- Self-Management - Able to work unsupervised in an efficient, punctual and structured manner. To examine the outcomes of tasks and events, and judge levels of quality and importance
- Exploring - Able to investigate, research and consider alternatives
- Information retrieval - Able to access different and multiple sources of information
- Inter-personal - Able to question, actively listen, examine given answers and interact sensitevely with others
- Safety-Consciousness - Having an awareness of your immediate environment, and confidence in adhering to health and safety regulations
- Presentation - Able to clearly present information and explanations to an audience. Through the written or oral mode of communication accurately and concisely.
- Argument - Able to put forward, debate and justify an opinion or a course of action, with an individual or in a wider group setting
- Self-awareness & Reflectivity - Having an awareness of your own strengths, weaknesses, aims and objectives. Able to regularly review, evaluate and reflect upon the performance of yourself and others
Subject specific skills
Knowledge and understanding of psychological concepts of health, illness and disease. (benchmarks: 4.2. j, k, n)
Assess a medical situation and diagnose disease and cause and suggest therapeutic and other interventions (benchmark: 6.2.1.a, b, c, d).
Synthesise information from a variety of sources to aid knowledge and understanding of medical sciences. (benchmark: 6.1.b)
Will have gained transferable employability skills in presentation, numeracy, statistics, problem solving. (benchmark: 5.1)
Biomedical Science benchmarks:
The programme aims to give students a comprehension of scientific investigation of human diseases. Upon graduation students should have acquired good knowledge and experience of the following areas including health and disease (theoretical, analytical and practical aspects): Medical Microbiology & Microbiology. (benchmarks: 5.1; 5.3; 5.5)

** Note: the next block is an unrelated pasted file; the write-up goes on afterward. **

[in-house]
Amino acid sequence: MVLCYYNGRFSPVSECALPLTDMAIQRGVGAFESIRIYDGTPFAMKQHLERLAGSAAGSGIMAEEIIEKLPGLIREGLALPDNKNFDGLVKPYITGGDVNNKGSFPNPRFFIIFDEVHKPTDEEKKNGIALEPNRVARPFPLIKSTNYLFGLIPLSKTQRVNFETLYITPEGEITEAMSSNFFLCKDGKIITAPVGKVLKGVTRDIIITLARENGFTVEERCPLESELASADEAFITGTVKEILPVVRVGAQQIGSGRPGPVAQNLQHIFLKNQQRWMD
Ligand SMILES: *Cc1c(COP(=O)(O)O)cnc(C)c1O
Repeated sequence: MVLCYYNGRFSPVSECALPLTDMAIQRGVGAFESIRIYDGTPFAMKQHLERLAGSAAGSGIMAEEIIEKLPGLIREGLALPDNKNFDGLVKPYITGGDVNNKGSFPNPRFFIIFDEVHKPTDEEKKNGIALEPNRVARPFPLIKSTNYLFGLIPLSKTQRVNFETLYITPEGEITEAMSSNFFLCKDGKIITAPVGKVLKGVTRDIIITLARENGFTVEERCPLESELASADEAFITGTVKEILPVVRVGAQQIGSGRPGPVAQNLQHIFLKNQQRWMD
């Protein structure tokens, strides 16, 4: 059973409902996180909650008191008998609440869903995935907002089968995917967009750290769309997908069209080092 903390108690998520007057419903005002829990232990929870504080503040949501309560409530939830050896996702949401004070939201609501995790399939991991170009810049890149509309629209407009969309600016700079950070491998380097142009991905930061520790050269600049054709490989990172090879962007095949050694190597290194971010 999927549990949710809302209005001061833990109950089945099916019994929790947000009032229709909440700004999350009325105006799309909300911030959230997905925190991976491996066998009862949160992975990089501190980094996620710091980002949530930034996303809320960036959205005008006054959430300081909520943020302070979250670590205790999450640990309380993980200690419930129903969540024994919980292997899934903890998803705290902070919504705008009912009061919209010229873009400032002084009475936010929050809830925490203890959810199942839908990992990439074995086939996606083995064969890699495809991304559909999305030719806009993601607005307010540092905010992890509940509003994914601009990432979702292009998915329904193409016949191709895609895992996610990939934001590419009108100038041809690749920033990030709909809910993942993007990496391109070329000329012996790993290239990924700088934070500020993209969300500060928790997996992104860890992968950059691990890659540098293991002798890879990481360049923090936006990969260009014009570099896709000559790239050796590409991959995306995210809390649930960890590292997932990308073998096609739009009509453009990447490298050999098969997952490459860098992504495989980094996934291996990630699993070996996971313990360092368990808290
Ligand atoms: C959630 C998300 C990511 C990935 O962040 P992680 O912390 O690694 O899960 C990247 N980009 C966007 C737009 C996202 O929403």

On successful completion of the course, students will be able to engage with essential facts, major concepts, principles and theories associated with medical microbiology. (benchmark: 6.4)
Graduates will be able to apply their knowledge to a professional, evidence-based approach to research into the pathogenesis and origins of disease processes and the diagnosis and monitoring of disorders. (benchmark: 6.2)
Biomedical sciences graduates should recognise and apply subject-specific theories, paradigms, concepts or principles to reach evidence-based decisions. (benchmark: 4.2)
To be able to receive and respond to a variety of sources of information (textual, numerical, verbal, graphical), carry out sample selection, produce record scientific records & analyse data within a statistical context (an understanding of statistical significance and statistical power), and to communicate the outcomes to a variety of audiences using a range of formats, media and approaches including the avoidance of plagiarism. (benchmark: 4.4; 4.5)
Resource implications for students
All resources needed to complete this module are provided. Computers can be accessed in multiple locations across the university. All teaching materials will be available on Blackboard. Completed assignments will be uploaded onto Turnitin through Blackboard. A limited number of the recommended textbooks can be found within the library.
Talis Reading listhttp://readinglists.bangor.ac.uk/modules/mse-1022.html
Pre- and Co-requisite Modules
Courses including this module
Optional in courses:
- C326: MZool Zoology with Herpetology with International Experience year 1 (MZOOL/ZHIE)